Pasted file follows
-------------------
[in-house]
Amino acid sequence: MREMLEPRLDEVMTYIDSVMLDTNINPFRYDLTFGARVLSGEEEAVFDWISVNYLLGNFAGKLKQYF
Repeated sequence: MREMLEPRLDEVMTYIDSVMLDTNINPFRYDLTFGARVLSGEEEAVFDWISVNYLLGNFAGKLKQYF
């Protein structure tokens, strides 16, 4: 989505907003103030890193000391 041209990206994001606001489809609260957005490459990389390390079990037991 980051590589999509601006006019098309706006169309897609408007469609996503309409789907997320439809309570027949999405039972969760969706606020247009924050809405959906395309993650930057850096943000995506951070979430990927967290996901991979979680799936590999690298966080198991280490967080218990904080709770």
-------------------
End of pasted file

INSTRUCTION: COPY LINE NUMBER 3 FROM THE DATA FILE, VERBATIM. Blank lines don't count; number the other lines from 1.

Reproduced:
Repeated sequence: MREMLEPRLDEVMTYIDSVMLDTNINPFRYDLTFGARVLSGEEEAVFDWISVNYLLGNFAGKLKQYF